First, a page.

Image courtesy of Hilton Herbs To help customers choose, Dr J. Frank Gravlee emphasises: “Supplements that are backed by research, utilise quality ingredients, and are manufactured under strict quality control standards typically provide the best benefits to the horse and the owner’s pocketbook. The old adage ‘You get what you pay for’ certainly rings true in the equine supplement business.”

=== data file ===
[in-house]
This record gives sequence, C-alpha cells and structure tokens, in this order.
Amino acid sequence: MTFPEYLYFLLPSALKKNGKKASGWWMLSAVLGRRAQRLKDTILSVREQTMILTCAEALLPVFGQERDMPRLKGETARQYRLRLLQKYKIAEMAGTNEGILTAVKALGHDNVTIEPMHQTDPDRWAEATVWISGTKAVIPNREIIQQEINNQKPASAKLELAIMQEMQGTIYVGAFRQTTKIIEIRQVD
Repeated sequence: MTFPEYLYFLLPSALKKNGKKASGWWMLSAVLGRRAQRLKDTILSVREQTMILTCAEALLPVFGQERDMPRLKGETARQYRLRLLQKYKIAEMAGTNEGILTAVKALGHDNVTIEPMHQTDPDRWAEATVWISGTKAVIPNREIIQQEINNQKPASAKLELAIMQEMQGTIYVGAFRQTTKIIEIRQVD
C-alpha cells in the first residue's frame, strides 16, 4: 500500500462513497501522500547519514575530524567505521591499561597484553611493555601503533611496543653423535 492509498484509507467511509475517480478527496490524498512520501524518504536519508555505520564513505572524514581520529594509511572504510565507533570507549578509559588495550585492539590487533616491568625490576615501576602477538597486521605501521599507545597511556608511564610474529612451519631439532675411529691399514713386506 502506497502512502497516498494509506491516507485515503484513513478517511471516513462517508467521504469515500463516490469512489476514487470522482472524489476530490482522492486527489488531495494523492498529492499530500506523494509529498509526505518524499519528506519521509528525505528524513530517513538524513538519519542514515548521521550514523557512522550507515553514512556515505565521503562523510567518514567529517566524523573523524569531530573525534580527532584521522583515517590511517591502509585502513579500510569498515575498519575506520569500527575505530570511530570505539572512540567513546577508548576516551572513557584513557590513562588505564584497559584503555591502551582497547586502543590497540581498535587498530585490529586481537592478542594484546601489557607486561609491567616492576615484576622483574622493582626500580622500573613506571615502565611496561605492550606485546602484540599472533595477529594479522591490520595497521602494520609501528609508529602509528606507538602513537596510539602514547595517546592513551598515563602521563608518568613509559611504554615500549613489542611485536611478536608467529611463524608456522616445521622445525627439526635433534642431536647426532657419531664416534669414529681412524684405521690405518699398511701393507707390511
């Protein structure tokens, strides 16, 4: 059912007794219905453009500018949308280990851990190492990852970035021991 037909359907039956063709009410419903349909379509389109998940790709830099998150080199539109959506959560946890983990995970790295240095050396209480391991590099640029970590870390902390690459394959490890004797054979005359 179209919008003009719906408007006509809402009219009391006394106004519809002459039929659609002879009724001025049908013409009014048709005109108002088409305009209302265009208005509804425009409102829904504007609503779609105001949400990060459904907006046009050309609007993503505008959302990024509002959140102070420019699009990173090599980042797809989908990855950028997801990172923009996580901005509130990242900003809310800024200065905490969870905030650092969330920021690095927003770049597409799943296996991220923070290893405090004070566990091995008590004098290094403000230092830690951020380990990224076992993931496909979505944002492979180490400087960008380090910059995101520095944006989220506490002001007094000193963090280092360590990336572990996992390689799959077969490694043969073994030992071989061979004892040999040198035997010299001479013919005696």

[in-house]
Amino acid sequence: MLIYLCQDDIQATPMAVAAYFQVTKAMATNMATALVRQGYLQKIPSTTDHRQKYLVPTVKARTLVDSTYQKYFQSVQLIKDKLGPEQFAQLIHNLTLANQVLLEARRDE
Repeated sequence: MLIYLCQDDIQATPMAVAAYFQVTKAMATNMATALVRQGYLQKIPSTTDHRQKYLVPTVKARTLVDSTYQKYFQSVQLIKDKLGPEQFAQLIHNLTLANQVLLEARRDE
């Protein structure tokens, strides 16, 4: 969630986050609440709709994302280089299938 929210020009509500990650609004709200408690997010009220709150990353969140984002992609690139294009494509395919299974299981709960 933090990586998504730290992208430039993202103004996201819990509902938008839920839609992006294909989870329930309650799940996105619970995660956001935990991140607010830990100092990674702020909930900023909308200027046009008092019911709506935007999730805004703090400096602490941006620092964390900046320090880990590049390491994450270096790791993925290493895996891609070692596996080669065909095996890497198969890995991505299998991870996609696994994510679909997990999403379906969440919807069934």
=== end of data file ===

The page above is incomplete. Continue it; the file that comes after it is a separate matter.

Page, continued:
Legislation and quality control Supplement manufacturers are subject to much legislation as to what claims they can and cannot make about their
Image courtesy of Life Data Labs